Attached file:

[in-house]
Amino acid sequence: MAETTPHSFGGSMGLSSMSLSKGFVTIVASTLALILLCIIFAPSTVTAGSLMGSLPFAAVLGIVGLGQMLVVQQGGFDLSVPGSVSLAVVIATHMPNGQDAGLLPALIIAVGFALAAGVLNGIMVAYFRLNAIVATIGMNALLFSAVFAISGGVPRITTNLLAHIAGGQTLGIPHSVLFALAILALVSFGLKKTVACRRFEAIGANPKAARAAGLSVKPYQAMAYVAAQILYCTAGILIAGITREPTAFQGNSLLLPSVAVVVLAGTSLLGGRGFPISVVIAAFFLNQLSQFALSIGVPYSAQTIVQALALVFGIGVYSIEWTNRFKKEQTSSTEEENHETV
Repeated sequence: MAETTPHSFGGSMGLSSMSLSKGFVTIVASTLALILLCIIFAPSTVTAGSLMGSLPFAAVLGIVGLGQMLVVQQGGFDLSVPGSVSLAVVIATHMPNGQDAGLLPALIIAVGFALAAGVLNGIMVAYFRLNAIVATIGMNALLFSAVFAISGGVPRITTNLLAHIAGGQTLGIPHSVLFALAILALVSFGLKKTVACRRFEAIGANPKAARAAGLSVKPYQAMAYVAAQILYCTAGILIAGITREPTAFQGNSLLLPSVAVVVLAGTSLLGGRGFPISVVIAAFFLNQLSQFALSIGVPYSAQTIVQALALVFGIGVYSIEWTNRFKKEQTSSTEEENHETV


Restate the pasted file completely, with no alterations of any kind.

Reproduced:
[in-house]
Amino acid sequence: MAETTPHSFGGSMGLSSMSLSKGFVTIVASTLALILLCIIFAPSTVTAGSLMGSLPFAAVLGIVGLGQMLVVQQGGFDLSVPGSVSLAVVIATHMPNGQDAGLLPALIIAVGFALAAGVLNGIMVAYFRLNAIVATIGMNALLFSAVFAISGGVPRITTNLLAHIAGGQTLGIPHSVLFALAILALVSFGLKKTVACRRFEAIGANPKAARAAGLSVKPYQAMAYVAAQILYCTAGILIAGITREPTAFQGNSLLLPSVAVVVLAGTSLLGGRGFPISVVIAAFFLNQLSQFALSIGVPYSAQTIVQALALVFGIGVYSIEWTNRFKKEQTSSTEEENHETV
Repeated sequence: MAETTPHSFGGSMGLSSMSLSKGFVTIVASTLALILLCIIFAPSTVTAGSLMGSLPFAAVLGIVGLGQMLVVQQGGFDLSVPGSVSLAVVIATHMPNGQDAGLLPALIIAVGFALAAGVLNGIMVAYFRLNAIVATIGMNALLFSAVFAISGGVPRITTNLLAHIAGGQTLGIPHSVLFALAILALVSFGLKKTVACRRFEAIGANPKAARAAGLSVKPYQAMAYVAAQILYCTAGILIAGITREPTAFQGNSLLLPSVAVVVLAGTSLLGGRGFPISVVIAAFFLNQLSQFALSIGVPYSAQTIVQALALVFGIGVYSIEWTNRFKKEQTSSTEEENHETV